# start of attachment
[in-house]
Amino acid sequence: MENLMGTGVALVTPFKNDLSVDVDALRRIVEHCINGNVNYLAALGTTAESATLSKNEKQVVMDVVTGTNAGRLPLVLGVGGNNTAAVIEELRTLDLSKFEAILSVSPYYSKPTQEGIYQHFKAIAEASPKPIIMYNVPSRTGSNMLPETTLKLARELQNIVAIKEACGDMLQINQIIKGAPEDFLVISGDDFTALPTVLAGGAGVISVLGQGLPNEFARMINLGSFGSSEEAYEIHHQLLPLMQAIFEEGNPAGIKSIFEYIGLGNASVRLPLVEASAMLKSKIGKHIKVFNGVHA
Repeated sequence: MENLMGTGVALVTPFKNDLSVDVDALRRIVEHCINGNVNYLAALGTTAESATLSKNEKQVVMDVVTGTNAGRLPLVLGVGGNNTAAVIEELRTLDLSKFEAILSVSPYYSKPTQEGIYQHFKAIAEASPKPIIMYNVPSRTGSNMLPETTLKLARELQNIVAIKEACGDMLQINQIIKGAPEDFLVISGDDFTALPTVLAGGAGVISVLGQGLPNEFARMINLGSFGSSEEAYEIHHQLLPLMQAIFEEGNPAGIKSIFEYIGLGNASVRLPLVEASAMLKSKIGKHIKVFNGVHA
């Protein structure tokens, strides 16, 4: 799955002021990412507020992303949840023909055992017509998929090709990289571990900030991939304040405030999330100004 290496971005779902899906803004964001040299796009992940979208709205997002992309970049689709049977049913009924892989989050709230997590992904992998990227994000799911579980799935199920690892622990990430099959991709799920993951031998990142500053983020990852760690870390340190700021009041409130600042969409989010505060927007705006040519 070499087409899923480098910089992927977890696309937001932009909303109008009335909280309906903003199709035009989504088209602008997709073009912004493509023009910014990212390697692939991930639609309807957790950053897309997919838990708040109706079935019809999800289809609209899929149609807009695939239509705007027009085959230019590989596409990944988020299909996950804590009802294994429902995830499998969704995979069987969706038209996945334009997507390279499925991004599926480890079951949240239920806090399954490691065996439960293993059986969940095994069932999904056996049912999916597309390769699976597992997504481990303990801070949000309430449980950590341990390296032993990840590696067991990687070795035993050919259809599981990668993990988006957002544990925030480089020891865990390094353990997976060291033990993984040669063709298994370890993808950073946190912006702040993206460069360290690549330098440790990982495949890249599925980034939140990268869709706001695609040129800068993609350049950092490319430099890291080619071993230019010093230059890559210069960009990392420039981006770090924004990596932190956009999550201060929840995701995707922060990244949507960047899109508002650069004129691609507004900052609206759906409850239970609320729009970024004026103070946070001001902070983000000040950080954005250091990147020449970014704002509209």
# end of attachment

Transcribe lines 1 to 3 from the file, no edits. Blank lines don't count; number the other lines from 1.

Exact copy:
[in-house]
Amino acid sequence: MENLMGTGVALVTPFKNDLSVDVDALRRIVEHCINGNVNYLAALGTTAESATLSKNEKQVVMDVVTGTNAGRLPLVLGVGGNNTAAVIEELRTLDLSKFEAILSVSPYYSKPTQEGIYQHFKAIAEASPKPIIMYNVPSRTGSNMLPETTLKLARELQNIVAIKEACGDMLQINQIIKGAPEDFLVISGDDFTALPTVLAGGAGVISVLGQGLPNEFARMINLGSFGSSEEAYEIHHQLLPLMQAIFEEGNPAGIKSIFEYIGLGNASVRLPLVEASAMLKSKIGKHIKVFNGVHA
Repeated sequence: MENLMGTGVALVTPFKNDLSVDVDALRRIVEHCINGNVNYLAALGTTAESATLSKNEKQVVMDVVTGTNAGRLPLVLGVGGNNTAAVIEELRTLDLSKFEAILSVSPYYSKPTQEGIYQHFKAIAEASPKPIIMYNVPSRTGSNMLPETTLKLARELQNIVAIKEACGDMLQINQIIKGAPEDFLVISGDDFTALPTVLAGGAGVISVLGQGLPNEFARMINLGSFGSSEEAYEIHHQLLPLMQAIFEEGNPAGIKSIFEYIGLGNASVRLPLVEASAMLKSKIGKHIKVFNGVHA